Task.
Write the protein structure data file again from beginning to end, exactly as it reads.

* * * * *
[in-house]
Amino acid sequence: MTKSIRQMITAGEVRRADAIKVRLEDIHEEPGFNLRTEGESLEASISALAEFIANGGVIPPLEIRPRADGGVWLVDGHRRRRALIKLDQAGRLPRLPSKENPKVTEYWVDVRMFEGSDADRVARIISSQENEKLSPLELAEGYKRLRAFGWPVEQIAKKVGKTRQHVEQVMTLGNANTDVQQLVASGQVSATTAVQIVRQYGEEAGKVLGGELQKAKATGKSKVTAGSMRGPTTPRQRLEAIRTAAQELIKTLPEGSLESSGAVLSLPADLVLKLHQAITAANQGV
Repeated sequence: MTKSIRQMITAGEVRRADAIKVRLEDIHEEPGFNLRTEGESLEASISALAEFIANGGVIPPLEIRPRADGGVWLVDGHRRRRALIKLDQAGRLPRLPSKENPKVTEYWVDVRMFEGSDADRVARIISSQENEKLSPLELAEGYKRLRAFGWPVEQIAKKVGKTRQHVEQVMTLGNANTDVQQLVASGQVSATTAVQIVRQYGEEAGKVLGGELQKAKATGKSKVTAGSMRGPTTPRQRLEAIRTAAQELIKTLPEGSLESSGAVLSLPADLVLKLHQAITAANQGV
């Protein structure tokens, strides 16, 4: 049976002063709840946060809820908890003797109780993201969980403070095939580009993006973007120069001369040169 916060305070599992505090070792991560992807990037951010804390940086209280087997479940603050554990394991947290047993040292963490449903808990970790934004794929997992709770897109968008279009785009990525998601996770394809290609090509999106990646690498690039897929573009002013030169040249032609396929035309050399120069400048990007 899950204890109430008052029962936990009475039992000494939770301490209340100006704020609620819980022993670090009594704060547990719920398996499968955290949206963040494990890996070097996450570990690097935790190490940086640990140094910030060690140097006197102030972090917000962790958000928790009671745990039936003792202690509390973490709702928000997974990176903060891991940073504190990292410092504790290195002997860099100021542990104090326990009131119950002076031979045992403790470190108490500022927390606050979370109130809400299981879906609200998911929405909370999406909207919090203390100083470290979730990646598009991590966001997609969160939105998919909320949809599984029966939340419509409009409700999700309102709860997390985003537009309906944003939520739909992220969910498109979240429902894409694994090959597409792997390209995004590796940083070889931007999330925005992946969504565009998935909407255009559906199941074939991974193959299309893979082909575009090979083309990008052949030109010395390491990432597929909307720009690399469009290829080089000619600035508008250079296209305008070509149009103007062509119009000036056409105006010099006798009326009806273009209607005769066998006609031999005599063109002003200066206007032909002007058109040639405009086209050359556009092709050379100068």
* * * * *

[in-house]
Amino acid sequence: MTKSIRQMITAGEVRRADAIKVRLEDIHEEPGFNLRTEGESLEASISALAEFIANGGVIPPLEIRPRADGGVWLVDGHRRRRALIKLDQAGRLPRLPSKENPKVTEYWVDVRMFEGSDADRVARIISSQENEKLSPLELAEGYKRLRAFGWPVEQIAKKVGKTRQHVEQVMTLGNANTDVQQLVASGQVSATTAVQIVRQYGEEAGKVLGGELQKAKATGKSKVTAGSMRGPTTPRQRLEAIRTAAQELIKTLPEGSLESSGAVLSLPADLVLKLHQAITAANQGV
Repeated sequence: MTKSIRQMITAGEVRRADAIKVRLEDIHEEPGFNLRTEGESLEASISALAEFIANGGVIPPLEIRPRADGGVWLVDGHRRRRALIKLDQAGRLPRLPSKENPKVTEYWVDVRMFEGSDADRVARIISSQENEKLSPLELAEGYKRLRAFGWPVEQIAKKVGKTRQHVEQVMTLGNANTDVQQLVASGQVSATTAVQIVRQYGEEAGKVLGGELQKAKATGKSKVTAGSMRGPTTPRQRLEAIRTAAQELIKTLPEGSLESSGAVLSLPADLVLKLHQAITAANQGV
């Protein structure tokens, strides 16, 4: 049976002063709840946060809820908890003797109780993201969980403070095939580009993006973007120069001369040169 916060305070599992505090070792991560992807990037951010804390940086209280087997479940603050554990394991947290047993040292963490449903808990970790934004794929997992709770897109968008279009785009990525998601996770394809290609090509999106990646690498690039897929573009002013030169040249032609396929035309050399120069400048990007 899950204890109430008052029962936990009475039992000494939770301490209340100006704020609620819980022993670090009594704060547990719920398996499968955290949206963040494990890996070097996450570990690097935790190490940086640990140094910030060690140097006197102030972090917000962790958000928790009671745990039936003792202690509390973490709702928000997974990176903060891991940073504190990292410092504790290195002997860099100021542990104090326990009131119950002076031979045992403790470190108490500022927390606050979370109130809400299981879906609200998911929405909370999406909207919090203390100083470290979730990646598009991590966001997609969160939105998919909320949809599984029966939340419509409009409700999700309102709860997390985003537009309906944003939520739909992220969910498109979240429902894409694994090959597409792997390209995004590796940083070889931007999330925005992946969504565009998935909407255009559906199941074939991974193959299309893979082909575009090979083309990008052949030109010395390491990432597929909307720009690399469009290829080089000619600035508008250079296209305008070509149009103007062509119009000036056409105006010099006798009326009806273009209607005769066998006609031999005599063109002003200066206007032909002007058109040639405009086209050359556009092709050379100068």